Providers work exclusively with the Data Storage and Description features of the MARS Data Layer. As you can see from the architecture above, MARS is hungry for external data and functionality. Providers are given a simple API to work with, consisting of just a few functions to add, update and remove data of any type. Providers can add multiple types of data, such as orientation, position, rotation, color, light, and roughness, then associate them together.
Here is an example of how AR Foundation planes are piped into MARS:
void AddPlaneData(MRPlane plane)
var id = this.AddOrUpdateData(plane);
this.AddOrUpdateTrait(id, TraitNames.Plane, true);
this.AddOrUpdateTrait(id, TraitNames.Pose, plane.pose);
this.AddOrUpdateTrait(id, TraitNames.Bounds2D, plane.extents);
this.AddOrUpdateTrait(id, TraitNames.Alignment, (int)plane.alignment);
if (planeAdded != null)
It’s important to note that the provider interface uses a functionality injection pattern. By decoupling the API from implementation, we are able to easily switch between data sources. This is critical for data simulation and playback while authoring.
Providers are required to list which data they add to the system in the class definition. This is the trait list for the MARS plane provider:
static readonly TraitDefinition k_ProvidedTraits =
By having this data available at compile-time, we can see exactly what data is available to our application on each platform. This lets us know whether an application will function, or if it needs additional support scripts in the form of Reasoning APIs.
AR engineers often have to reason about the world with incomplete or unexpected data. Consider this simple example: an application that displays an educational graphic around a statue. Object recognition for the statue will be available on some devices, while image markers can be used on others. Relocalization to a space that has the statue’s location pre-authored in it is available on yet another platform.
This example no longer seems so simple. Let’s add some more complications: what happens if a user views a picture of the statue? Or a small-scale replica? What about users who want the experience but don’t have access to the statue? What about users in VR?
It’s possible to make an application that can handle a subset of all of these scenarios and contingencies. In the past, this might have been the only solution to create this kind of AR experience, but it’s not a good one. The resulting scene would be a confounding web of objects and fragile fallbacks with application logic, platform abstraction, and world analysis all mixed together. Platform-specific problems are common, and debugging is difficult at best.
Reasoning APIs are the solution: these are scripting interfaces that provide engineers with the power and knowledge to handle all of these complex scenarios. MARS handles the logic of when these scripts are needed. The list of traits supplied by available providers is combined with the list of traits required by MARS content to determine which reasoning APIs most efficiently bridge the gap. In a case where there is no suitable reasoning API available, we can alert the developer to this fact.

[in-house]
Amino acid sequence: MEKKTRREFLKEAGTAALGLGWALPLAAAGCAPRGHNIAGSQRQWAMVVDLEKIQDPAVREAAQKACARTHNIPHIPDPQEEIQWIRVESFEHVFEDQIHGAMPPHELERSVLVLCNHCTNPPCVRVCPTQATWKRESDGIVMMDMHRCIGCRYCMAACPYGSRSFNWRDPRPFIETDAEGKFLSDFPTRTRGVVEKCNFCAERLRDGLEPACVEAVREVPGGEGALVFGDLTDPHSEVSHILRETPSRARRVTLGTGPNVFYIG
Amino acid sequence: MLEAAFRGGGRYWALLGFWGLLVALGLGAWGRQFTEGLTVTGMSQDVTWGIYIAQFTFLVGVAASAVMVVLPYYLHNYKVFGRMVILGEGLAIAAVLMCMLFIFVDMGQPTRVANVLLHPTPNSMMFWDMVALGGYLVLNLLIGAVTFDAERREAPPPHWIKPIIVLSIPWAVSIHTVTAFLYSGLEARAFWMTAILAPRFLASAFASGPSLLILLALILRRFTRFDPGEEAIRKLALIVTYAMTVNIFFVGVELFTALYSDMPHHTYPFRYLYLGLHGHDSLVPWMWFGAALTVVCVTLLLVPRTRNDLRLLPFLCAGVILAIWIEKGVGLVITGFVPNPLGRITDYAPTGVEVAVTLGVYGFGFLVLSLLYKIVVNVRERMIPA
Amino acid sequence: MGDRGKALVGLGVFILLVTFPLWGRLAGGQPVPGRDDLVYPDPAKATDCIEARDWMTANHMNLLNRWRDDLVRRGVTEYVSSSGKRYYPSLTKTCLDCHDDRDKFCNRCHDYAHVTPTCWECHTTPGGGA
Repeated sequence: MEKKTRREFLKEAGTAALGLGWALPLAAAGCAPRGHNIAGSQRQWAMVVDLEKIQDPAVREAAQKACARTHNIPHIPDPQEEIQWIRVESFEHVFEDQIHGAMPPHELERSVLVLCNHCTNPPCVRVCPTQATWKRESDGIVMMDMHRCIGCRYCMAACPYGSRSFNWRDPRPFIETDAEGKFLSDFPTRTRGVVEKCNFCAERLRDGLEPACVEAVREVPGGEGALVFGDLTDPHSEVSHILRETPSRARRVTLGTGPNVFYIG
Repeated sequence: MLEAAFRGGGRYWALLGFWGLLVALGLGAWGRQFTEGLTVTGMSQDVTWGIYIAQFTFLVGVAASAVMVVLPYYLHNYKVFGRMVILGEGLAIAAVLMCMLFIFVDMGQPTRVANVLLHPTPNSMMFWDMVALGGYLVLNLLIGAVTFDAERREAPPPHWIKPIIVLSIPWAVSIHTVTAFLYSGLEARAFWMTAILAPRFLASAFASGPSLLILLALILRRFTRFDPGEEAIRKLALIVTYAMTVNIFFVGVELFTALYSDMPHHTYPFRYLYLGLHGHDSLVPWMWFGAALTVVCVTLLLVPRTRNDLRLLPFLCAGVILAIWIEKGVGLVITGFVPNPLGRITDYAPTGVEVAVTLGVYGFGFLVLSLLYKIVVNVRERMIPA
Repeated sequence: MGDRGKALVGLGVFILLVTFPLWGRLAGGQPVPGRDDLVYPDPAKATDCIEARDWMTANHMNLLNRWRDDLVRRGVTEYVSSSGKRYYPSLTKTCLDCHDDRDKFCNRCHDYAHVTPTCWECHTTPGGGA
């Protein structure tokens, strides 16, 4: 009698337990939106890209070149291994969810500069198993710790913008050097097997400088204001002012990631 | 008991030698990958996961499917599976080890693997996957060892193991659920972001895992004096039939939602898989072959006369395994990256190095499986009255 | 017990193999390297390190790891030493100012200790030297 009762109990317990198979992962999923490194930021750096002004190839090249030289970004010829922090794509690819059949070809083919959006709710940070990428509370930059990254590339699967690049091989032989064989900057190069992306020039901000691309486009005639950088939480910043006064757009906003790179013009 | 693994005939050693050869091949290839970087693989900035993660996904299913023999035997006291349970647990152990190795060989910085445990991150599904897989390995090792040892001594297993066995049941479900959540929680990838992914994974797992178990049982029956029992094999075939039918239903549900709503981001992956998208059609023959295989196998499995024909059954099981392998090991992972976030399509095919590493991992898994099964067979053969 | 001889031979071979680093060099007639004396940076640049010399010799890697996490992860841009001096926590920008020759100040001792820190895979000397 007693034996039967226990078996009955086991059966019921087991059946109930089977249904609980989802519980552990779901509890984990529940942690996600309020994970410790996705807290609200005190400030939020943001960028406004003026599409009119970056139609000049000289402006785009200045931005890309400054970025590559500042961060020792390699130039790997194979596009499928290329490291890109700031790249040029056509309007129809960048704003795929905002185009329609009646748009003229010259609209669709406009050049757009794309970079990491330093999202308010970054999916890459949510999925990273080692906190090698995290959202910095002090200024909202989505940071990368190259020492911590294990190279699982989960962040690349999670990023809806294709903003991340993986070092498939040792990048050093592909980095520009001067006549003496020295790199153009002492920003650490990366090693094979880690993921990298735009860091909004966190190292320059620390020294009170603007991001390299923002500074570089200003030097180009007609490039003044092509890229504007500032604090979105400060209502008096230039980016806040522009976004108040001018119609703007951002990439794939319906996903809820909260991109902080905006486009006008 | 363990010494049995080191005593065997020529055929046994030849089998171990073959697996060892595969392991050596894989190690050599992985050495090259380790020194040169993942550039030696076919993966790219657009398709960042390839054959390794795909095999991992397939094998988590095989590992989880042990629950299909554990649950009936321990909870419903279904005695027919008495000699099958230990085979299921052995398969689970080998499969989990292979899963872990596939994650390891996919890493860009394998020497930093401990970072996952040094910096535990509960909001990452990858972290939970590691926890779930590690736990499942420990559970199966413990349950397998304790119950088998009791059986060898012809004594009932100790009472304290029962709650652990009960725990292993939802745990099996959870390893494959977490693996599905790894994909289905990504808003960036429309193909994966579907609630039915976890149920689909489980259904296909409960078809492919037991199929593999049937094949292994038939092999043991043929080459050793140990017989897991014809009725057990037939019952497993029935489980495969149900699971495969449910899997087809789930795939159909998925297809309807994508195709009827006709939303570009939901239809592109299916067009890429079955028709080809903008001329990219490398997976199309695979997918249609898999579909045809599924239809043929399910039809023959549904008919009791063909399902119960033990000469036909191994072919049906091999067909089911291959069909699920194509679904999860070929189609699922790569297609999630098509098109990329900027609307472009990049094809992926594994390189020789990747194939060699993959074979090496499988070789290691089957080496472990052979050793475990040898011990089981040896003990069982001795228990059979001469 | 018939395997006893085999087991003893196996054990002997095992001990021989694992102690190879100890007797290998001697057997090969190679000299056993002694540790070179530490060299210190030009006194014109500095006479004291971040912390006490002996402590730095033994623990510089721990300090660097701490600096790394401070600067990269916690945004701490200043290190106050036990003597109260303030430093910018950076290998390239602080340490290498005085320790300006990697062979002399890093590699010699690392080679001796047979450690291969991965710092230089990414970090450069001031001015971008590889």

The reasoning API interface interacts with the Data Storage and Description feature of MARS. Reasoning APIs are given the ability to access entire lists of MARS data at once, such as an entire list of vertically sorted planes, for example.
Reasoning APIs use the same function calls as data providers to add, update, and remove data. This means MARS can mix and match data from reasoning APIs and hardware providers. The gap in functionality is filled seamlessly without the application having to make any changes.
We want to represent the properties of the real world in Unity as visual objects that users can reference. Visuals enable users to author and validate their digital content quickly. Object references allow Unity scripts and events to work with their existing game code without any additional scripting. This point is critical – we want MARS to work with all Asset Store and other user packages without modification. Cross-compatibility is strongest when our workflows follow Unity’s best practices.
Our object system is designed to be simple – complex structures are made by combining these simple pieces together in different ways. It is designed to be self-contained. It works in all the ways regular Unity objects do: directly in the scene view and in all types of Prefabs.
The three components that make up MARS content are the Proxy, ProxyGroup, and Spawner. We go into more detail about these objects here.
A Proxy defines a single object in AR – this is the limit of most AR toolsets. ProxyGroups allow users to describe scenarios where multiple things in the real world must relate in some way. No other AR authoring experience offers this functionality. It is an incredibly complex problem to solve algorithmically, which is why we created the MARS Data Layer to handle it for you. The last component is the Spawner. Spawners are objects that contain a Proxy or ProxyGroup and duplicate them repeatedly, transforming them into a ruleset that reskins your entire reality.
From the top down
We’ll recap how everything fits together by referring back to the layer diagram:
- All Proxy, ProxyGroup, and Spawner components are authored by designers. They create queries and respond to events.
- Queries search the database for matches and control ownership.
- Reasoning APIs and Providers add and remove data from the database.
Each aspect of the data layer comes together similarly to ensure the best experience on every platform.
- MARS proxy objects in the scene define the required set of traits an application needs to run.
- Providers define the set of traits available to an application.
- Reasoning APIs act as bridges to navigate from the set of available traits to the full collection an application requires.
We are beyond excited to see the boundary-pushing applications that users will be able to create with MARS. With your help, we will continue to push spatial computing even farther. If you’re interested in learning about MARS and receiving the latest news as we move toward a wider release, please sign up for updates and check out our new Project MARS webpage.